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Help with a loft please.

bitingmidgebitingmidge Member Posts: 13
Hi, I really don't get the concepts of lofts mostly!   As soon as they get a bit complex I spend days trying to figure out what went wrong!

This time, I'm only a day in so thought I would put up my hand.  I am working on a measured drawing of an historical boat model from the original (shipwright's) loft.

I effectively have a wire frame (I apologise for the size of the image!) that's complete except for one or two points which are microscopically misaligned and I'm doing my  best to track them down.  Even so, a loft should work between two or three frames, perhaps with the waterlines as guides, shouldn't it?

I'd really appreciate some advice as to how to go about troubleshooting, and giving me a direction to head in!

Thanks!  

Best Answers

  • MichaelPascoeMichaelPascoe Member Posts: 1,121 PRO
    edited January 16 Answer ✓

    Each sketch guide must pierce the loft profiles exactly. Usually, I use the Pierce constraint for this. If the guide is not touching the profile exactly, it will fail the loft. This is a tedious process to learn, but once you learn how to constrain these sketches, your lofts will not fail in this way.



  • S1monS1mon Member Posts: 1,236 PRO
    Answer ✓
    As @MichaelPascoe points out, there are many places where pierce relationships are needed. After fixing the end points of the "Profile Transom 12in" with pierce relationships, I was able to create a fill surface. I could use the various waterline and profile curves as guides, but it ends up being a very lumpy surface.



    Unfortunately, the standard spline is a terrible tool for doing this kind of surfacing. I would highly recommend using Béziers.

    Here's the curvature plots of the waterlines:


    Here are the profile curvatures (with all the sketches hidden):


    The basic splines are curvature continuous internally, and with a ton of careful tweaking you might be able to create something that's not so lumpy, and with out the random negative curvatures, but starting with Béziers, will be way easier.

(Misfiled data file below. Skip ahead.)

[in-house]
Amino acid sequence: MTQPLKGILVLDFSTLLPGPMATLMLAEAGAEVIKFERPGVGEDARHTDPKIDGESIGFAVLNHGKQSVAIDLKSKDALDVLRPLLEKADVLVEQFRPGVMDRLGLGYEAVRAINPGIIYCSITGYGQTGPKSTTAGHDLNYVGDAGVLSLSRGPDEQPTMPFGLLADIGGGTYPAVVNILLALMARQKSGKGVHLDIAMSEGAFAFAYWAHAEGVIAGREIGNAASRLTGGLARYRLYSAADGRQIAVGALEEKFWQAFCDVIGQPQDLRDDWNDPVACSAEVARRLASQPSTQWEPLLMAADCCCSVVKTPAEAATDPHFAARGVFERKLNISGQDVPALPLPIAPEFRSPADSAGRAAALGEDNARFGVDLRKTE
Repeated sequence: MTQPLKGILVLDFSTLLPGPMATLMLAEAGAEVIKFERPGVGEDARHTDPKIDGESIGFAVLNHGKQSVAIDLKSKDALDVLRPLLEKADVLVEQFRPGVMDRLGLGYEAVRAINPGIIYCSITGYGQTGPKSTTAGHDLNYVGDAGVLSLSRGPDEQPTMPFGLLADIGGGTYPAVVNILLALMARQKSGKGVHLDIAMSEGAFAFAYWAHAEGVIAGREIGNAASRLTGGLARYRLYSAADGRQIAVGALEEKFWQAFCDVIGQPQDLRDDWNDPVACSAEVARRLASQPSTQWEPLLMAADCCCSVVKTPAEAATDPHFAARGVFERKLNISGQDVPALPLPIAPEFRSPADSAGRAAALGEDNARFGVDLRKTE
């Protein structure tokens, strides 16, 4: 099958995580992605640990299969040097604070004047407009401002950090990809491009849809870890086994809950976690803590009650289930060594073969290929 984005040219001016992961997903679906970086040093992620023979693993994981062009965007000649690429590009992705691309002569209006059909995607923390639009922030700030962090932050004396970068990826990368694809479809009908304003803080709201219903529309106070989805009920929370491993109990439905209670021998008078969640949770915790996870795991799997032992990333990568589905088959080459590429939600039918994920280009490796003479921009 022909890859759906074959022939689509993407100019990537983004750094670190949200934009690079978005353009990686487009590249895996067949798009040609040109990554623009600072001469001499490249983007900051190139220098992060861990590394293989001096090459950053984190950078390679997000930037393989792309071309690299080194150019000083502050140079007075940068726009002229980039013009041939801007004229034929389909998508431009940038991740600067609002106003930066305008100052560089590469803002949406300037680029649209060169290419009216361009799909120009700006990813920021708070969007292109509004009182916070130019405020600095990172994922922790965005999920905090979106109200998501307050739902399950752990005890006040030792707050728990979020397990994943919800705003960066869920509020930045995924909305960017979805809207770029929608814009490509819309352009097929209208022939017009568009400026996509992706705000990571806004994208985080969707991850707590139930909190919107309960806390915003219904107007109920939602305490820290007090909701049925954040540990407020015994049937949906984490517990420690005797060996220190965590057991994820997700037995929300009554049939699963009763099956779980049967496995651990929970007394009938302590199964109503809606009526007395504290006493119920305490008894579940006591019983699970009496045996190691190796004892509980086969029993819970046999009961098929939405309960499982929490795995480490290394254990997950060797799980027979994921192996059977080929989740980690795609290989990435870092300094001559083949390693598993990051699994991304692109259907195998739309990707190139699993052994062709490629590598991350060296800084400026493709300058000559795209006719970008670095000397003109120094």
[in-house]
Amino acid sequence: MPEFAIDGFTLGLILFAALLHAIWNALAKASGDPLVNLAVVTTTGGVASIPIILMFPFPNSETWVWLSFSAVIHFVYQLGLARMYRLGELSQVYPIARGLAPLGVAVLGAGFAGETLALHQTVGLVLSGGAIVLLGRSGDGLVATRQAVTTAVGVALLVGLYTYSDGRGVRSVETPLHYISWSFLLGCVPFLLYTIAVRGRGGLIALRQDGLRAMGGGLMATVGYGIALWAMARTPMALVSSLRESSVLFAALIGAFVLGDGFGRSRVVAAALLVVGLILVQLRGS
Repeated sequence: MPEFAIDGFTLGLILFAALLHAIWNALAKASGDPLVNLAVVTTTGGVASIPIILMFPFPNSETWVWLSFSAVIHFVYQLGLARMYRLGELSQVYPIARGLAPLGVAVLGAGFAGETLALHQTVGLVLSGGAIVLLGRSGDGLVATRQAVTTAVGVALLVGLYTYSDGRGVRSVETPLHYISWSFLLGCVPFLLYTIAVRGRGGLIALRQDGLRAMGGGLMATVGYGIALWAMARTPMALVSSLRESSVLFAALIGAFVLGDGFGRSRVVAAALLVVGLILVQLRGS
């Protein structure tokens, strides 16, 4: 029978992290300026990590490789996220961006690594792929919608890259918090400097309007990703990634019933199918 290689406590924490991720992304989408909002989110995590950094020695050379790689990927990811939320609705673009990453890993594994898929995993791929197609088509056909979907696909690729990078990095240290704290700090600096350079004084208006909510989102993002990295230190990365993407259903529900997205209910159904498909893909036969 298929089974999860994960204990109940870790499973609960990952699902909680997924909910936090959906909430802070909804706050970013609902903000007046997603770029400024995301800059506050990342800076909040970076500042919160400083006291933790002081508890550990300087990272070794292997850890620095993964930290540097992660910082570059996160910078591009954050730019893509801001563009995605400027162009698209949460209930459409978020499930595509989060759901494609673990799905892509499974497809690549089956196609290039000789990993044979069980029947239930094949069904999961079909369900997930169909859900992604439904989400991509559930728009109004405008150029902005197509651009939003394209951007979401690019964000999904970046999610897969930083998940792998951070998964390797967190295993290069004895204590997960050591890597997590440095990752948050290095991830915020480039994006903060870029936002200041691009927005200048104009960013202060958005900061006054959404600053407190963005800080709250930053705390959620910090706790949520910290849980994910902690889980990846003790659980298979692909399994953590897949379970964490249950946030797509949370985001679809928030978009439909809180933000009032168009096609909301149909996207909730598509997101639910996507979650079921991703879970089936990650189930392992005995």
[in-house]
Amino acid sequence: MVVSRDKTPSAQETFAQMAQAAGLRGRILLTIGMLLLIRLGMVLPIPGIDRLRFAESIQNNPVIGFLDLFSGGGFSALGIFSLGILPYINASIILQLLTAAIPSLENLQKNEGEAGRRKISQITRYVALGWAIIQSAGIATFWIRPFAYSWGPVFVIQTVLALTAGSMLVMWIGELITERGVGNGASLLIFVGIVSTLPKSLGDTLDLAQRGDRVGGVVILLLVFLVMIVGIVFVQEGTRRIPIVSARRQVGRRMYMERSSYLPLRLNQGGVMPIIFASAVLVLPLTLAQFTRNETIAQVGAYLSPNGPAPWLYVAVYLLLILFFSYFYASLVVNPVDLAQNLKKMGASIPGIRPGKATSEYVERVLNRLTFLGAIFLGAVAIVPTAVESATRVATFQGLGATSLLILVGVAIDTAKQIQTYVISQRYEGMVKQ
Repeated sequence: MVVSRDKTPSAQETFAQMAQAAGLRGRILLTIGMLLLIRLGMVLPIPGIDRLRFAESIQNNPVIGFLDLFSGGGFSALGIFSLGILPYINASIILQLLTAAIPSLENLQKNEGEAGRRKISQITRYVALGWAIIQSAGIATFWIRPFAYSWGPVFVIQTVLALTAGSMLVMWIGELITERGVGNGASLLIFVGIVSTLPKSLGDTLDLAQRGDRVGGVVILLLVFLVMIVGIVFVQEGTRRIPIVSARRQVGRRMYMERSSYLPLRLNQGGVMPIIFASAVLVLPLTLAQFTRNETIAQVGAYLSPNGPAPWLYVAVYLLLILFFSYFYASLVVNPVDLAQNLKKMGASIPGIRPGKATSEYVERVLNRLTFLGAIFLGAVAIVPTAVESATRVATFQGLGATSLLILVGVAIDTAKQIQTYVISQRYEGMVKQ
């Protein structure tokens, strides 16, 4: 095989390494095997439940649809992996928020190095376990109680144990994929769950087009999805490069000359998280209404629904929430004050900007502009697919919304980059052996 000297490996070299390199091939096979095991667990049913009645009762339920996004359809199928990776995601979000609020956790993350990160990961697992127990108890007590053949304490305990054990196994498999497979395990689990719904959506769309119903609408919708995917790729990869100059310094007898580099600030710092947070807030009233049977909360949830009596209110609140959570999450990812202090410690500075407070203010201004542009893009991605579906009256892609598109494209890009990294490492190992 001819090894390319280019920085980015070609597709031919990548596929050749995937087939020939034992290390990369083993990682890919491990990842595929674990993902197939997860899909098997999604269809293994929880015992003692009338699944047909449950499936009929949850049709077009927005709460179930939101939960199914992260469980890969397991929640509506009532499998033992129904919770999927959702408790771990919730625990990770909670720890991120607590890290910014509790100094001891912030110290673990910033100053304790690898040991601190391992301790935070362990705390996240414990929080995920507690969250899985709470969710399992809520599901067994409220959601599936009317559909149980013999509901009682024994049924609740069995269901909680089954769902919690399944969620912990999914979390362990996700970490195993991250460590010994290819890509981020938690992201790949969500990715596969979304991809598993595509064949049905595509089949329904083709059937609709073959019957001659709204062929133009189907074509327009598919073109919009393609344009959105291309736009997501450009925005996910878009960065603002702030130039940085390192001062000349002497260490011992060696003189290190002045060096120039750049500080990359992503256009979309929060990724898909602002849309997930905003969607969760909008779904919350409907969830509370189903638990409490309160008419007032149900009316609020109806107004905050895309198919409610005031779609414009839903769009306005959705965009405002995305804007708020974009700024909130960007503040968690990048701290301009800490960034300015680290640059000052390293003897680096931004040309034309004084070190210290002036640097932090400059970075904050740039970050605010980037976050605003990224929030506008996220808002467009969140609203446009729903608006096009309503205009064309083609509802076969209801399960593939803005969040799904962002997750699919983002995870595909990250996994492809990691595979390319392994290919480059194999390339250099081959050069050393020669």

Here's an example of Profile 10inch:



    It will be more complicated to make every profile and waterline intersect at every cross curve perfectly with a bunch of independent Béziers, but you might be better off with lofting or filling a surface with fewer internal guides. In my redrawing of Profile 10inch, I only aligned the end points and approximated the internal points.

    It may be cleaner to only have one or two internal waterlines and use all the profiles. Or perhaps, use all the waterlines, and only one or two internal profiles. In general you want to use as few constraints as possible to get the cleanest surface possible. The more dense (and imperfect) the guides, the lumpier it will be.

    Also, from the size of the model, it looks like this is literally a model boat, not a full size reproduction, so more than likely there will be a lot of hand sanding/finishing. To some degree, you could ignore a bunch of this if you're going to clean things up manually in the real world.

Answers

  • S1monS1mon Member Posts: 1,236 PRO
    If you can make your document public I’m sure we can help.

    My first thought is that all of the sections you’re using might not be intersecting everywhere. Perhaps a fill surface with all the interior stuff set as guides with “precise” unchecked would give you a cleaner surface.
  • MichaelPascoeMichaelPascoe Member Posts: 1,121 PRO
    edited January 15

    Those sketches look very clean. We can get that to loft for you.

    @S1mon has the best approach, surfaces will be the way to go on this. Either Loft or Fill one side at a time: left, front, right, back, top, bottom. Then use the Enclose tool to enclose all of the surfaces. If you get stuck, or want more detailed help, share a link and make the document public.

    Or, you could do a solid loft, but this will require a careful selection of guides and connections.

  • bitingmidgebitingmidge Member Posts: 13
    Thank-you so much for this Simon - the document is public and the link is HERE (I apologise for leaving it out in my excitement!)
    I feel that I am oh so close to a solution, but every time I try something to get that last few mm it all collapses in a heap again, it's exactly at the point where I give up or find a workaround, but I really want to learn this bit.

    I haven't found the "precise" checkbox - am I staring at it without seeing perhaps?

    This loft was from frame to frame - with the Deckline (bottom horizontal in the picture) as a guide.   I have no idea if an why it decided to curve itself along the length of the model, but I'll take it. - however it's not actually closed at front of  the keel (top of pic) or at the front at the deckline.   (I'll make the screenshots a lot smaller this time!


  • bitingmidgebitingmidge Member Posts: 13
    S1mon said:

    My first thought is that all of the sections you’re using might not be intersecting everywhere.